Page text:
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This information was reviewed and approved by JoAnn Zell (8/31/2017).

Lupus is a chronic disease that can affect almost any organ in the body. There are several kinds of lupus, but one common type of lupus are systemic lupus erythematosus (SLE).

Anyone can get lupus, but it most often affects women. Lupus is about 10-15 times more common in women as compared with men.  It is also significantly more common in African American, Hispanic, Asian and Native American women than in Caucasian women. Although SLE usually first affects people between the ages of 15 and 45 years, it can occur in childhood or later in life as well. Classically it is known as a disease affecting women of childbearing age.

Systemic lupus erythematosus symptoms are caused by an overly active immune system. Normally the immune system protects us by attacking bacteria, viruses and other cells recognized as foreign and harmful to the body. But with lupus, something goes wrong, and the immune system mistakenly attacks healthy cells and tissue. Lupus is called an autoimmune disorder because the immune system attacks the “self.” (“Auto” means self.) The reason for these mistakes by the immune system is not completely understood.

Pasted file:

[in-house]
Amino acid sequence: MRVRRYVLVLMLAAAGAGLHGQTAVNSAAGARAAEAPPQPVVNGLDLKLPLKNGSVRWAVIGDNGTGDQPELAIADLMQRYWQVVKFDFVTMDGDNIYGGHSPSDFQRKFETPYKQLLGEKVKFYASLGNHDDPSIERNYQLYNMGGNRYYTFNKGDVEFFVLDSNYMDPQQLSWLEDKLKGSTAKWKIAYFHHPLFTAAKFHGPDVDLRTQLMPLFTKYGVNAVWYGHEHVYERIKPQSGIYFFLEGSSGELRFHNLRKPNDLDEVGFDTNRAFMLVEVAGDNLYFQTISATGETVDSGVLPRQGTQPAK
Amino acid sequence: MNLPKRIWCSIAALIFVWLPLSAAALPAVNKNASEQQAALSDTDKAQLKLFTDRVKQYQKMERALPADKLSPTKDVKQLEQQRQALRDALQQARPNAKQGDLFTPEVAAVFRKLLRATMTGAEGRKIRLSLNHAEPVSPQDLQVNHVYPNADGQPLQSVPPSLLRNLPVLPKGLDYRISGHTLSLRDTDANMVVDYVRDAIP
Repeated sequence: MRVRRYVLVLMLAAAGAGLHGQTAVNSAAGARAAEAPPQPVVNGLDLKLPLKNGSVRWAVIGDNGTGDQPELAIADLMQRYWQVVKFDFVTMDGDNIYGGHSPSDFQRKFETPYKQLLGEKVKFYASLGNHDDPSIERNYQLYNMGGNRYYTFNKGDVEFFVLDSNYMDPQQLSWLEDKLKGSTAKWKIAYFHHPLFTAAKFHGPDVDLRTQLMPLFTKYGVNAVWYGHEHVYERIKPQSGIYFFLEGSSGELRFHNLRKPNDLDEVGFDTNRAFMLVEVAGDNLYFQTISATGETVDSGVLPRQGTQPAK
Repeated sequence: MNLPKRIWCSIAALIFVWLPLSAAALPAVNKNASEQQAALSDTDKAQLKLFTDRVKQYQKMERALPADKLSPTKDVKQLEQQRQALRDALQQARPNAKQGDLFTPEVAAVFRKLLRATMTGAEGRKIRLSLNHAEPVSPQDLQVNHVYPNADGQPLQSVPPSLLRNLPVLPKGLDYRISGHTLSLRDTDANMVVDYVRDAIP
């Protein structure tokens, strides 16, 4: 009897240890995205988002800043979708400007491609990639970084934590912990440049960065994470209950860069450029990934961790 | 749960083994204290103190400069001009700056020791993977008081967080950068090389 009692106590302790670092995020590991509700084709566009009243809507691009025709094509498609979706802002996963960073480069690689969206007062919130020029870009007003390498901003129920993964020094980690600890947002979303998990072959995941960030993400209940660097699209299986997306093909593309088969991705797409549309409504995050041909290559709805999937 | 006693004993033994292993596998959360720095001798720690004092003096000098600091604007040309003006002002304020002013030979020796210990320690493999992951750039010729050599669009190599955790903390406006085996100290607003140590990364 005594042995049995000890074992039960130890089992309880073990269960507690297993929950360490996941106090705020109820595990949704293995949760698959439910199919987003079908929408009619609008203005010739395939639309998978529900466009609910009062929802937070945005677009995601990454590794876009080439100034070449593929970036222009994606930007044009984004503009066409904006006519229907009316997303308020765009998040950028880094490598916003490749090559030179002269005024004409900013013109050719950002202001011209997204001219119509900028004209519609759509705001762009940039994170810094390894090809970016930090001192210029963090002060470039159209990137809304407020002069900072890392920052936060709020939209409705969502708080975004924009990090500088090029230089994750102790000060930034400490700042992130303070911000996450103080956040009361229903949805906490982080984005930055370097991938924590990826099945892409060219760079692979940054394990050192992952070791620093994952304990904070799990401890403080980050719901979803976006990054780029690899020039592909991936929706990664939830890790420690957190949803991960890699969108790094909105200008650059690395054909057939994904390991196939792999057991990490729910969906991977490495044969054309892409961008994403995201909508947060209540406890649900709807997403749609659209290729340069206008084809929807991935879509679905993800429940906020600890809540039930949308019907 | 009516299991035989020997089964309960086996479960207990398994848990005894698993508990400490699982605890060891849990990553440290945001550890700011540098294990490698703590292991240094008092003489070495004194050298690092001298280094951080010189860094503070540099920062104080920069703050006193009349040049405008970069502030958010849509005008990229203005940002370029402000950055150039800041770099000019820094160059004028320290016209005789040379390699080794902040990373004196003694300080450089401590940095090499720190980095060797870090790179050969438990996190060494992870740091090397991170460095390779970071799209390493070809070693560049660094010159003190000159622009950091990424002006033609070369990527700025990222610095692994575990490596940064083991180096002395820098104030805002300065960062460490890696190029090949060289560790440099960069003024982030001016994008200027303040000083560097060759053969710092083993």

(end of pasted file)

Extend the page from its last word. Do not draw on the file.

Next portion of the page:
People with mild lupus may only have skin rashes and/or joint pain. In people with more severe lupus, important organs like the kidneys, heart, blood vessels, lungs, gastrointestinal tract and brain can be involved.

Any two people with lupus may have different symptoms or manifestations. People with lupus can have active disease or sometimes go into a period of remission or low disease activity. While lupus cannot be cured, your health care provider can help you control symptoms.

Some estimates say that about 1.5 million people in the U.S. have lupus. However, we don’t know for sure, because its symptoms vary widely, and it can go undiagnosed for a long time.